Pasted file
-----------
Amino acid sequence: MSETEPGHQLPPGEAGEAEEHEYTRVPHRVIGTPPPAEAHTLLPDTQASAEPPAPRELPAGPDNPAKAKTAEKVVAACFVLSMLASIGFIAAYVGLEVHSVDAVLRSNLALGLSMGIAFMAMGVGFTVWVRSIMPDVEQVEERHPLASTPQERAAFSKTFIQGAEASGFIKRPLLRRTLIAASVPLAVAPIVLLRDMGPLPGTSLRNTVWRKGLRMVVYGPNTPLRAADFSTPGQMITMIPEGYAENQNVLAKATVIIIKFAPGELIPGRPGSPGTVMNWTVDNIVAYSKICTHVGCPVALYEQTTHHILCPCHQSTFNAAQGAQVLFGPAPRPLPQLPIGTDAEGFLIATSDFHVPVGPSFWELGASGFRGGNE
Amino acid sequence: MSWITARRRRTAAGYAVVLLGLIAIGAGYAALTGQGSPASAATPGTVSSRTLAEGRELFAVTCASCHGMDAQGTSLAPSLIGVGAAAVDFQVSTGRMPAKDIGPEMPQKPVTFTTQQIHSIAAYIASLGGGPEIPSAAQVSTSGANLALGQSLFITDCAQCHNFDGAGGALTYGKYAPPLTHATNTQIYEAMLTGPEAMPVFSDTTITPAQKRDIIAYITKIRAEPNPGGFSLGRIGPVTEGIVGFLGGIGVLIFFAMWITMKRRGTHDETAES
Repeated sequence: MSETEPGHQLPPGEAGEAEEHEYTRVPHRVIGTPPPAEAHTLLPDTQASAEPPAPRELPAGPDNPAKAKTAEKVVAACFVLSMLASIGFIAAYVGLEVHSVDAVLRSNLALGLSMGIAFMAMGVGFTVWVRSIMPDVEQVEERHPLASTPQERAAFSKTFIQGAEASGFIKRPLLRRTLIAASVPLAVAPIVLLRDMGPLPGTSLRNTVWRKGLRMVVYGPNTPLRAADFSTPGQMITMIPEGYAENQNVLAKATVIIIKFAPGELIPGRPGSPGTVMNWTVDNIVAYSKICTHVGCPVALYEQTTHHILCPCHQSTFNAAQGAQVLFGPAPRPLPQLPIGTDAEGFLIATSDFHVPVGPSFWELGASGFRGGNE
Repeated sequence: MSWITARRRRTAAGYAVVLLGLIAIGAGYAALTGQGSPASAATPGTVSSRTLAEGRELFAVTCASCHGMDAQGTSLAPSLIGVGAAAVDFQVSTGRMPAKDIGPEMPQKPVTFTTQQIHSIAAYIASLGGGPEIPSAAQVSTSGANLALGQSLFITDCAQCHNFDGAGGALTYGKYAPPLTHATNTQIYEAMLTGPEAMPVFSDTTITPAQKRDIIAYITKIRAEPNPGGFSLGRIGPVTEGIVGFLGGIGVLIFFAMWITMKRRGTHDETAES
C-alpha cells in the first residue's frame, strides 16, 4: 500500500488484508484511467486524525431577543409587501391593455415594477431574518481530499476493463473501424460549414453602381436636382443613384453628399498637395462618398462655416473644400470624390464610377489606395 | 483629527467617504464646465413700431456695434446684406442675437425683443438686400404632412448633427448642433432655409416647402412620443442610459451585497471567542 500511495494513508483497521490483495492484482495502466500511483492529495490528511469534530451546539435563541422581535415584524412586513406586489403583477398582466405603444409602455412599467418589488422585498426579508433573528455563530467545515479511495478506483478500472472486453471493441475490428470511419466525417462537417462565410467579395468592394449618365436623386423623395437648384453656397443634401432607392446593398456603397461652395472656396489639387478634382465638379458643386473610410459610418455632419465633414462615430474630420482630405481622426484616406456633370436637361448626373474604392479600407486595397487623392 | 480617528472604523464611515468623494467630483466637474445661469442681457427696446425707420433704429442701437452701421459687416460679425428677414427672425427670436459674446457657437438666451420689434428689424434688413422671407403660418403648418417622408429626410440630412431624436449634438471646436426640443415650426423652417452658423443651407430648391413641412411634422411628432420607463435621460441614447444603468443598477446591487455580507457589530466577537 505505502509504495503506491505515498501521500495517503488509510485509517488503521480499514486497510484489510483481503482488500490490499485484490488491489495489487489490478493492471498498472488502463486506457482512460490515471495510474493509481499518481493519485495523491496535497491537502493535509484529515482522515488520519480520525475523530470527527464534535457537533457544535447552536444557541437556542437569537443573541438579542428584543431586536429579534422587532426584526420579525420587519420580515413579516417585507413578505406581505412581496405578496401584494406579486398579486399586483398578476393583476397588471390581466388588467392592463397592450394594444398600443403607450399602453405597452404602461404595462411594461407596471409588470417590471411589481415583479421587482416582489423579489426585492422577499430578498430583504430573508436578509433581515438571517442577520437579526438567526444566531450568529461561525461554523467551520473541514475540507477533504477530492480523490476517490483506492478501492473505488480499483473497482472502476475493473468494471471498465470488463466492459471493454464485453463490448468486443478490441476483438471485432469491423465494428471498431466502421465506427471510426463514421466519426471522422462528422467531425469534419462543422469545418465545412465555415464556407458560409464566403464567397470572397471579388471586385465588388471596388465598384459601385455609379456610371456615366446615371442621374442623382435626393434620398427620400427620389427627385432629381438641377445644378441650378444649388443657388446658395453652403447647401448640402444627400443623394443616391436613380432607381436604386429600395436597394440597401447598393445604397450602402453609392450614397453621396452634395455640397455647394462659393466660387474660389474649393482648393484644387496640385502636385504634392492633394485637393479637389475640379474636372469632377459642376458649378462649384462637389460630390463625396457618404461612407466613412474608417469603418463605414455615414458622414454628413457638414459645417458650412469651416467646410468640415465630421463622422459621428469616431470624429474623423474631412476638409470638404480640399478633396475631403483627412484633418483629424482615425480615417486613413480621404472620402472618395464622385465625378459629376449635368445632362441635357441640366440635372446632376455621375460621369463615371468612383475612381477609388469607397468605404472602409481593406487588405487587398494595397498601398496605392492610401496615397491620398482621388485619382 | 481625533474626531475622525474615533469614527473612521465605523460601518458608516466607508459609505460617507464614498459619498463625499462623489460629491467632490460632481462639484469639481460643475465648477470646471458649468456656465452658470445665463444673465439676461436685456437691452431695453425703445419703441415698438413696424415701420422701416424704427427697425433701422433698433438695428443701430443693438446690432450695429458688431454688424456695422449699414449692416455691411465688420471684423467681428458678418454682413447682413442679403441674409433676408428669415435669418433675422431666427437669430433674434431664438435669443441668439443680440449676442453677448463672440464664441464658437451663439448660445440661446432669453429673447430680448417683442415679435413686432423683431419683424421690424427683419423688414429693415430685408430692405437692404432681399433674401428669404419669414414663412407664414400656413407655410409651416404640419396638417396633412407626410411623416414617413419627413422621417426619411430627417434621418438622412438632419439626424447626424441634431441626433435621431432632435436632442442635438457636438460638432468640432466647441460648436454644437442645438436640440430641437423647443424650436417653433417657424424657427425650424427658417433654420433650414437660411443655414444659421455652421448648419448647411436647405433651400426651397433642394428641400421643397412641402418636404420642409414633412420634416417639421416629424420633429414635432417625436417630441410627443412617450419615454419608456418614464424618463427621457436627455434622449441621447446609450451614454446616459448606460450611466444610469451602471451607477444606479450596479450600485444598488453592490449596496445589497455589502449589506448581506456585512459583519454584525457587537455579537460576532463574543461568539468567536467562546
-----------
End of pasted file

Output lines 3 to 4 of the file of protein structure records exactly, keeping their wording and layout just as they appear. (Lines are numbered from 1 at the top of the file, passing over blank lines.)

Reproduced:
Repeated sequence: MSETEPGHQLPPGEAGEAEEHEYTRVPHRVIGTPPPAEAHTLLPDTQASAEPPAPRELPAGPDNPAKAKTAEKVVAACFVLSMLASIGFIAAYVGLEVHSVDAVLRSNLALGLSMGIAFMAMGVGFTVWVRSIMPDVEQVEERHPLASTPQERAAFSKTFIQGAEASGFIKRPLLRRTLIAASVPLAVAPIVLLRDMGPLPGTSLRNTVWRKGLRMVVYGPNTPLRAADFSTPGQMITMIPEGYAENQNVLAKATVIIIKFAPGELIPGRPGSPGTVMNWTVDNIVAYSKICTHVGCPVALYEQTTHHILCPCHQSTFNAAQGAQVLFGPAPRPLPQLPIGTDAEGFLIATSDFHVPVGPSFWELGASGFRGGNE
Repeated sequence: MSWITARRRRTAAGYAVVLLGLIAIGAGYAALTGQGSPASAATPGTVSSRTLAEGRELFAVTCASCHGMDAQGTSLAPSLIGVGAAAVDFQVSTGRMPAKDIGPEMPQKPVTFTTQQIHSIAAYIASLGGGPEIPSAAQVSTSGANLALGQSLFITDCAQCHNFDGAGGALTYGKYAPPLTHATNTQIYEAMLTGPEAMPVFSDTTITPAQKRDIIAYITKIRAEPNPGGFSLGRIGPVTEGIVGFLGGIGVLIFFAMWITMKRRGTHDETAES